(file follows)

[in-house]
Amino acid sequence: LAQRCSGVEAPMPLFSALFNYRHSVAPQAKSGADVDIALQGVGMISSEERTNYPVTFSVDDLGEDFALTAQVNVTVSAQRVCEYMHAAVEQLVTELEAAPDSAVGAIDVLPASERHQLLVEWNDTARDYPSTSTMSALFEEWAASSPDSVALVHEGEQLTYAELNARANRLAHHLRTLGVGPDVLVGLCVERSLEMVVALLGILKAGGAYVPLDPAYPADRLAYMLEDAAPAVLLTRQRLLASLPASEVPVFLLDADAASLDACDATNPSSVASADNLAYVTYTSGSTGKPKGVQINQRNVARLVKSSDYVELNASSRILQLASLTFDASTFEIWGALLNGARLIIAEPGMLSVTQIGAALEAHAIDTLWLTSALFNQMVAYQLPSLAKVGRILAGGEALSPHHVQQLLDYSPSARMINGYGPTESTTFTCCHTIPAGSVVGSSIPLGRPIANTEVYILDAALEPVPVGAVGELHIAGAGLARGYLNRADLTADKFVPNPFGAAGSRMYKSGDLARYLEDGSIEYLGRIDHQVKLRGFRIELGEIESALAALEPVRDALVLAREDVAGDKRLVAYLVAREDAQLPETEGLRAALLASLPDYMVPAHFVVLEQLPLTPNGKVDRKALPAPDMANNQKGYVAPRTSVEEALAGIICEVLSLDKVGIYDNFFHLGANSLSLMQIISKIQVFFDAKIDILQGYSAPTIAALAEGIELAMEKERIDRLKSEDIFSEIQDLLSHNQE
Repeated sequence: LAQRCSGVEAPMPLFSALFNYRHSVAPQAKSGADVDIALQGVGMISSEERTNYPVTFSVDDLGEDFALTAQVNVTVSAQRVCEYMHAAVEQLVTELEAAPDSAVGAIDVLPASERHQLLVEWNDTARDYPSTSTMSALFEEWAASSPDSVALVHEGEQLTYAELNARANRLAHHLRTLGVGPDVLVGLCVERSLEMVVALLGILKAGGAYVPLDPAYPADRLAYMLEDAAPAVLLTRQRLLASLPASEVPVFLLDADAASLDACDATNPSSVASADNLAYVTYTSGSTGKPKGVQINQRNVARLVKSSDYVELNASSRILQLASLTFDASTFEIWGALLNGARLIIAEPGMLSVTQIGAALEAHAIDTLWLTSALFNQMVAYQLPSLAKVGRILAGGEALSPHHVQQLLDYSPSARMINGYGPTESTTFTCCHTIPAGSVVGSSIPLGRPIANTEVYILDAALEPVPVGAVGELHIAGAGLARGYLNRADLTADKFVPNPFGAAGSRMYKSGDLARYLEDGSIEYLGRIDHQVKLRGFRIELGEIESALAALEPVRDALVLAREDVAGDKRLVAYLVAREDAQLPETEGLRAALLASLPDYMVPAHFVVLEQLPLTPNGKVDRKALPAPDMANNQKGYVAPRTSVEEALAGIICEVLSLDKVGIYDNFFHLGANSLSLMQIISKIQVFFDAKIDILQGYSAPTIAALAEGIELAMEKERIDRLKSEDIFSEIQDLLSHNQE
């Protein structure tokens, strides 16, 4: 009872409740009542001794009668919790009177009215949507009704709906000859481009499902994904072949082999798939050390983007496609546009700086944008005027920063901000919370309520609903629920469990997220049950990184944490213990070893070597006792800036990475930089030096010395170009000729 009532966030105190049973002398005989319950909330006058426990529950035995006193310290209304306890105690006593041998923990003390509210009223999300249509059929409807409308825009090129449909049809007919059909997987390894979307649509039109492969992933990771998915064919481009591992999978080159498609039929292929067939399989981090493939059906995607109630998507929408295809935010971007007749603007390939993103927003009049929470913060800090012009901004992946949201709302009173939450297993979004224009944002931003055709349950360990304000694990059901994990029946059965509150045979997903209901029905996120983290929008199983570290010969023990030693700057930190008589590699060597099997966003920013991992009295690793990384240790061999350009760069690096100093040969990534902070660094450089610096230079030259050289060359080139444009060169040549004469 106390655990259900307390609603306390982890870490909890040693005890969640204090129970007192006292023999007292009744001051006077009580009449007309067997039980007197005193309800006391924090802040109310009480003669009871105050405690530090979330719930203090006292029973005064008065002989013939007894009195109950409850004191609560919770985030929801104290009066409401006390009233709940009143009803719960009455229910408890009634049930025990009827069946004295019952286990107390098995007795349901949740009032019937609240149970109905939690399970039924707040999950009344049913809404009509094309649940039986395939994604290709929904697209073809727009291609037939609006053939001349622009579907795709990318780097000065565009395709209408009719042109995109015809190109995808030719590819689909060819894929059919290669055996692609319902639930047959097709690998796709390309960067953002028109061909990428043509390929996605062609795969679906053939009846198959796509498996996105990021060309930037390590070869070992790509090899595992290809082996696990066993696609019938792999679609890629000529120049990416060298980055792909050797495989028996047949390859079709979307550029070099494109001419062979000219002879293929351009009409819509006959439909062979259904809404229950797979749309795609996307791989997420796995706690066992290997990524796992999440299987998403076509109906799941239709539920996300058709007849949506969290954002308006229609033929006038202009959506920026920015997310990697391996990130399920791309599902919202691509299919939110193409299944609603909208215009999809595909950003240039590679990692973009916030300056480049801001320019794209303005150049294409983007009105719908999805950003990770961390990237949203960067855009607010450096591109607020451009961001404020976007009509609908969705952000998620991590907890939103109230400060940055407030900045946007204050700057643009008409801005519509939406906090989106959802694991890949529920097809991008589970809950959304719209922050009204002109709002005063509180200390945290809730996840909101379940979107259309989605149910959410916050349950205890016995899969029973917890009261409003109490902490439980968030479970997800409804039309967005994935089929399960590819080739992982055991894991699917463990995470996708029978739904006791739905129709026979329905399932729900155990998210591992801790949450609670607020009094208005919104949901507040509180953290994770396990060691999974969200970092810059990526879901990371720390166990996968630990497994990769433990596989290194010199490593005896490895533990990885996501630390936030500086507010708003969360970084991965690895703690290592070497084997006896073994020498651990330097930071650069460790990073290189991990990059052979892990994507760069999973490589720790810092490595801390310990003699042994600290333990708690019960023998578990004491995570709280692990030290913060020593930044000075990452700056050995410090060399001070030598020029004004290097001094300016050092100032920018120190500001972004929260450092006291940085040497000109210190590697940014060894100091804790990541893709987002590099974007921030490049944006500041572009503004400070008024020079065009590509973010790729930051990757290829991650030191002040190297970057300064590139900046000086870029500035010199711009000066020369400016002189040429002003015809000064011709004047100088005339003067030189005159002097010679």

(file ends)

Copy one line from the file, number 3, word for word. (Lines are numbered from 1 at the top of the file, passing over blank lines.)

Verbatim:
Repeated sequence: LAQRCSGVEAPMPLFSALFNYRHSVAPQAKSGADVDIALQGVGMISSEERTNYPVTFSVDDLGEDFALTAQVNVTVSAQRVCEYMHAAVEQLVTELEAAPDSAVGAIDVLPASERHQLLVEWNDTARDYPSTSTMSALFEEWAASSPDSVALVHEGEQLTYAELNARANRLAHHLRTLGVGPDVLVGLCVERSLEMVVALLGILKAGGAYVPLDPAYPADRLAYMLEDAAPAVLLTRQRLLASLPASEVPVFLLDADAASLDACDATNPSSVASADNLAYVTYTSGSTGKPKGVQINQRNVARLVKSSDYVELNASSRILQLASLTFDASTFEIWGALLNGARLIIAEPGMLSVTQIGAALEAHAIDTLWLTSALFNQMVAYQLPSLAKVGRILAGGEALSPHHVQQLLDYSPSARMINGYGPTESTTFTCCHTIPAGSVVGSSIPLGRPIANTEVYILDAALEPVPVGAVGELHIAGAGLARGYLNRADLTADKFVPNPFGAAGSRMYKSGDLARYLEDGSIEYLGRIDHQVKLRGFRIELGEIESALAALEPVRDALVLAREDVAGDKRLVAYLVAREDAQLPETEGLRAALLASLPDYMVPAHFVVLEQLPLTPNGKVDRKALPAPDMANNQKGYVAPRTSVEEALAGIICEVLSLDKVGIYDNFFHLGANSLSLMQIISKIQVFFDAKIDILQGYSAPTIAALAEGIELAMEKERIDRLKSEDIFSEIQDLLSHNQE